February - 2019


In 1999, thoughts turned again to Gunung Benarat. The years since 1984 had seen stunning discoveries in Gunung Api but, despite visits to the Melinau Gorge, no-one had crossed the river to continue explorations in Benarat.

The cliffs of Gunung Benarat from Camp 5

The cliffs of Gunung Benarat from Camp 5 | photo © Matt Kirby

It was known that extensions were probable in Cobweb Cave and this formed a clear focus for an expedition. However, there was another possibility that hung in the memory ­ in 1984, Ben Lyon and Mike Meredith had followed the base of the cliff eastwards from Benarat Caverns and had noted a small, strongly draughting hole. If this hole could be passed, then it might provide a new way into the mountain. In addition, in ‘97 an American team had located an entrance high on the slopes at the north end of Benarat, Deliverance Cave, and the possibility existed of a through trip from the Medalam to the Melinau.

In the years since ’84, the whole infrastructure of the Mulu area had changed hugely with the construction of the airport and the new Park HQ complex. The airport made access very easy and the extent of the change was reinforced when, in 1999, Andy Eavis and Dick Willis carried out a one-week reconnaissance visit to find and check out the mysterious draughting hole. This recce was successful, the hole was found, the draught was immensely strong and plans were laid for a return trip in 2000.

Unlike previous expeditions, when it took about a week to reach Camp 5 from the UK, the airport and a short helicopter ride meant that the team were caving within 24 hours of leaving Britain – Tim Fogg and Colin Boothroyd were back in Cobweb, trying to make sense of their 16 year old survey.

Cobweb is a highly complex cave, a phreatic maze of huge proportions and great beauty. It can also be treacherous underfoot and very hard work. In the entrance chamber, above a 12m overhanging wall, there was an obvious large passage. Some judicious work with a home-made catapult positioned a pair of ropes, enabling Colin to ascend, place a few suspect bolts to get over the lip and begin exploring. Catapult Passage went for about 3km before exiting through a small entrance on the hillside.

River passage in Cobweb Cave - photo Andy Eavis

River passage in Cobweb Cave | photo © Andy Eavis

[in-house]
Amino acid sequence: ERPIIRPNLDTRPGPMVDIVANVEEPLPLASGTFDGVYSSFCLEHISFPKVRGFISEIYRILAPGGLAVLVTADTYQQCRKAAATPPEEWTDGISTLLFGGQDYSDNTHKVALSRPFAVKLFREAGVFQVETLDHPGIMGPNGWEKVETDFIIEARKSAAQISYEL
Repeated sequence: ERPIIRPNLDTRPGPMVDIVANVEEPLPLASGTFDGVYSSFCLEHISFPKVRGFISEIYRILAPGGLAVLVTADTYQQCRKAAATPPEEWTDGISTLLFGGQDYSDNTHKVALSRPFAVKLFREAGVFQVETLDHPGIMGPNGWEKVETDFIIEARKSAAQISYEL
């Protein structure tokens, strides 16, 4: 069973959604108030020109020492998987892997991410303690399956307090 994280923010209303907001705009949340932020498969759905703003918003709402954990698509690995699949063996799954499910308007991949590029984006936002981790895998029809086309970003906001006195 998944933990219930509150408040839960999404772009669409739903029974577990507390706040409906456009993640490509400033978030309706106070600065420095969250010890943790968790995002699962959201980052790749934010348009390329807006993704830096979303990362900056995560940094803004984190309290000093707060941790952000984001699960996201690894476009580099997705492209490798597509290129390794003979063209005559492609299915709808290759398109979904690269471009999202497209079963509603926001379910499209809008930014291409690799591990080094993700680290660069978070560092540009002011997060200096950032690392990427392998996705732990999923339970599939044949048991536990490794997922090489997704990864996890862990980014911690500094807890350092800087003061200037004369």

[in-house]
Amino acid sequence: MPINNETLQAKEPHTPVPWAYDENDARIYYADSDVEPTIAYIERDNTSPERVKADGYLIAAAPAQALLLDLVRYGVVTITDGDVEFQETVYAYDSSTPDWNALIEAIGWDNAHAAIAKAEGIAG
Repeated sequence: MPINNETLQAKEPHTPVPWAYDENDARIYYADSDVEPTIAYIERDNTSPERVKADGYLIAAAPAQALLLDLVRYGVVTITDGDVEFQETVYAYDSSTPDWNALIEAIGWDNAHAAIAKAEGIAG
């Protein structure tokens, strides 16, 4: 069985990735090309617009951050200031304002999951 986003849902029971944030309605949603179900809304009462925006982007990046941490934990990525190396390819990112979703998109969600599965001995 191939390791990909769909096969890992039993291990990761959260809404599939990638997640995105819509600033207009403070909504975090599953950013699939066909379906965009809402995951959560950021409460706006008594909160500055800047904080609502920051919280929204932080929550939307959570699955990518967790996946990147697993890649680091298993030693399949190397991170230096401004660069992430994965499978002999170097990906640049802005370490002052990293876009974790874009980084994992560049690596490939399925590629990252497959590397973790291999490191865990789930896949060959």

Deeper into the system, Tim Fogg bolted a climb above the Powder Mountain to reach a series of extensions heading north towards Deliverance. Expectations were high but despite the best efforts of Tim, Pam Fogg and Tony White, the leads closed down, although not before passing through some beautifully decorated sections of passage. Elsewhere, working south and down, Pete Hall, Syria and Tim Allen found their way back to the active river level in ‘Streamway Zero’ before running out of rope and having to turn back. Extensions were also found upwards, with Martin Holroyd and Colin Boothroyd forcing their way up to a series aptly named the ‘Top of the World’.

By the end of the trip Cobweb was 10.7km longer and, in true Mulu style, had more open leads than had been known at the beginning of the expedition.

But Cobweb wasn’t everything.  Another piece of unfinished business lay in Benarat Caverns where the Super Ramp, a monstrous feature near the Barking Dog Bivvi, remained un-ascended. Caving equipment had also moved on in the intervening years, as well as air-access to the Park, and the 2000 gear bags contained electric drills. With these, Tim Allen, Pete O’Neil and Pete Hall managed to ascend 230m above the floor of Homeward Bound but, alas, to no avail: there was no way out at the top!

And what of that draughting hole…? A visit early in the trip had shown that it had potential but it would be difficult and then Cobweb had gone in all directions. As a result, the expedition had been so busy that it had been forgotten, until the last day, when Andy Eavis persuaded Tim Allen to have another go. This time, with some hammering, they passed the obstruction into big passage, so Hurricane Hole was discovered. Returning with others for a truly last-minute trip they later returned to Camp 5 flushed with success having surveyed nearly 400m of big passage. They were also arguing about whether or not they had seen a footprint ­ indicating a connection to Homeward Bound in Benarat Caverns. The argument could only be resolved by continuing the exploration and proving the connection, or not.

Expedition Members

The 2000 team

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